THE MOST EMOTIONALLY SHATTERING MOMENT for me in the movie “Hotel Rwanda” came not when the mass bloodshed began. It was just before that, when the door closed on the bus of foreigners who were shipping out of the country as it was ready to explode.
When the bus pulled away from the hotel along with the U.N. peacekeepers, the camera showed the terrified faces of the mostly Tutsi Rwandans who were left behind. They knew they were trapped, cut off from the outside world like castaways on a distant island inhabited by monsters. And, just as important, it sent a clear message to the monsters that they could carry out their work without any worry of inteference.
That sense of abandonment must have been similar to one many eventual victims of the Holocaust felt in the late 1930s when most of the rest of the world turn its back on them. In addition to all those who physically did the Nazis’ violent bidding on the many killing fields across Europe, the other great act of complicity of that time occurred from a greater distance and even before Hitler’s mass murder machine was fully erected. Many countries –- notably the United States -– refused to take in additional refugees (and they took in precious few to begin with) from Europe, even as it became clearer by the day that the Nazis were stripping them of their rights and had something much more evil in mind for them.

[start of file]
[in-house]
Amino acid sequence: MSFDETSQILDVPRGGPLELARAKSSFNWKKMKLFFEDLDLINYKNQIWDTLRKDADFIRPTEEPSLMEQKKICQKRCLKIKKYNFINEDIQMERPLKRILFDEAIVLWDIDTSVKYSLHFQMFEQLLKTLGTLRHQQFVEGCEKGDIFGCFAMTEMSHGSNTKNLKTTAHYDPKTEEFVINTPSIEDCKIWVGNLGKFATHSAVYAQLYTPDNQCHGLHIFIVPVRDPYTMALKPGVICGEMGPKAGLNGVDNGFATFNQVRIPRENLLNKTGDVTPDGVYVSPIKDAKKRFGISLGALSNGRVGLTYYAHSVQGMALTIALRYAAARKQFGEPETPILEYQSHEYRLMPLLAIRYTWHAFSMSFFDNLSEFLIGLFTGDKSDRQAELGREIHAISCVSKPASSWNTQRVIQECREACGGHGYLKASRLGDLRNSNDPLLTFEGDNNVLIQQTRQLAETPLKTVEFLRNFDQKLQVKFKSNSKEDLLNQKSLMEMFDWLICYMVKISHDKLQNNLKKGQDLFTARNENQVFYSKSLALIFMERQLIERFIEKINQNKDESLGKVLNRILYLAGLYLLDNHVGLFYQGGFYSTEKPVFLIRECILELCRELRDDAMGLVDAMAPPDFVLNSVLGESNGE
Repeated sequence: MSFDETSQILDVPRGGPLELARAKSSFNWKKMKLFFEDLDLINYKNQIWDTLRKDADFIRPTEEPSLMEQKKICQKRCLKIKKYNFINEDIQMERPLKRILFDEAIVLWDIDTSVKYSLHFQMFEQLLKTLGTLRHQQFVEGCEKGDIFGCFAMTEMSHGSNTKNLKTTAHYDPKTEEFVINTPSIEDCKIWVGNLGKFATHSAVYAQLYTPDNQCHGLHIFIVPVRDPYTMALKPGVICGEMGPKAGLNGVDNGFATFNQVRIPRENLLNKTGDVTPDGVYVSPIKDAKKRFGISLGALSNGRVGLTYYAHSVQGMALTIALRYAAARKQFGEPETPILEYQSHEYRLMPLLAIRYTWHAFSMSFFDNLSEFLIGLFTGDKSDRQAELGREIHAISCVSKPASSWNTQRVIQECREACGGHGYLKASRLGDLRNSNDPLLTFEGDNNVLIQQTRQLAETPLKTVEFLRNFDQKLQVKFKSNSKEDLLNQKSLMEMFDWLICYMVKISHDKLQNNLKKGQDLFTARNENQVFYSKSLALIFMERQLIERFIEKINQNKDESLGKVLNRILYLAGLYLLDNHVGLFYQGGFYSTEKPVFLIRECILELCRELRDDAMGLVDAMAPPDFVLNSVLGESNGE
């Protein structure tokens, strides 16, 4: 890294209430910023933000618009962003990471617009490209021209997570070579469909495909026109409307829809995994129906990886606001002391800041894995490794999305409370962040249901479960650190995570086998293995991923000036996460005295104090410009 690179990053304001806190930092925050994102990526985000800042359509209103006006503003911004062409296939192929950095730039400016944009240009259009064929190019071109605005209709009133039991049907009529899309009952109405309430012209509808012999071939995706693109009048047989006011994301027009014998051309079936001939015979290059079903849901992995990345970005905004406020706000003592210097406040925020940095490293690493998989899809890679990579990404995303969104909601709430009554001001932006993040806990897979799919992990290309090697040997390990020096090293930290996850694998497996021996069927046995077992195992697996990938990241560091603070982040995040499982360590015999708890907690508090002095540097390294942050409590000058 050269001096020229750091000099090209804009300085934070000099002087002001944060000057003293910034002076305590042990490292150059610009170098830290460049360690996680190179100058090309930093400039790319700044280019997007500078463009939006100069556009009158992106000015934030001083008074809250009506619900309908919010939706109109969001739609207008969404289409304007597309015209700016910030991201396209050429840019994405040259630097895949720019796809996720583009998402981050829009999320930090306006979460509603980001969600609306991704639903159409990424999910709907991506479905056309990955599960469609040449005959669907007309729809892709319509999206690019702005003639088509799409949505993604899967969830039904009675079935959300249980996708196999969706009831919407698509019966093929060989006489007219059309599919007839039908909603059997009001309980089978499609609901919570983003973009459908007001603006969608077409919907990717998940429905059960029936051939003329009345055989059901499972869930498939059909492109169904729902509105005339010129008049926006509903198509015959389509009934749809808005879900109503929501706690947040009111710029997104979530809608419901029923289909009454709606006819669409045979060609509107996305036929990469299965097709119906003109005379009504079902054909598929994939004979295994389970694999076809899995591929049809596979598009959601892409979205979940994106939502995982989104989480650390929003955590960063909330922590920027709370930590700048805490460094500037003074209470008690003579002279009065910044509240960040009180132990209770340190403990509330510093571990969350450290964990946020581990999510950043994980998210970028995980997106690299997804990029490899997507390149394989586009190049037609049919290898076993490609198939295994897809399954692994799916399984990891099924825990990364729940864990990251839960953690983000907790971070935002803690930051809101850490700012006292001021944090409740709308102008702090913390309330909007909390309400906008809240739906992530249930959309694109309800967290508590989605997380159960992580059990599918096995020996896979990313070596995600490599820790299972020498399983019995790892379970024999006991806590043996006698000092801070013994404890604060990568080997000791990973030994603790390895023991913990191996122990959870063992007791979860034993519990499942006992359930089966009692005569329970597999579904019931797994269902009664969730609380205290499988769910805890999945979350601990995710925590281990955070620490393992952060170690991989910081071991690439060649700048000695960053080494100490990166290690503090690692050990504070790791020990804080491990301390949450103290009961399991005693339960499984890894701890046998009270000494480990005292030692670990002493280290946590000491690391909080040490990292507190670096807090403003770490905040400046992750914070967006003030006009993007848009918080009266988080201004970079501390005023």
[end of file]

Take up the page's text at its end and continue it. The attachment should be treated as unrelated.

The peak moment of complicity came in July 1938, when the dehumanization was beyond tolerable and the great nations of the world chose to hold a conference in the resort town of Evian, France, to sort out the refugee problem. It didn’t take long to see, though, that the conference had been engineered to fail. The U.S. sent a low-level representative, and most countries prevaricated about how they could not take more people. In the end, only the Dominican Republic agreed to accept additional refugees above its current quotas.
The message was clear not only to the doomed themselves but to those who would soon be carrying out their genocide. The German newspaper Völkischer Beobachter reacted to Evian by gloating, “Nobody wants them [the Jews]. It is a shameful spectacle to see how the whole democratic world is oozing sympathy for the poor tormented Jewish people, but remains hard hearted and obdurate when it comes to helping them….” Hitler had the green light he needed to proceed with his Final Solution (Kristallnacht, the government-sponsored night of arrests, beatings, destruction of hundreds of synagogues and Jewish businesses, took place only a few months later) and with his plan to invade more of Europe.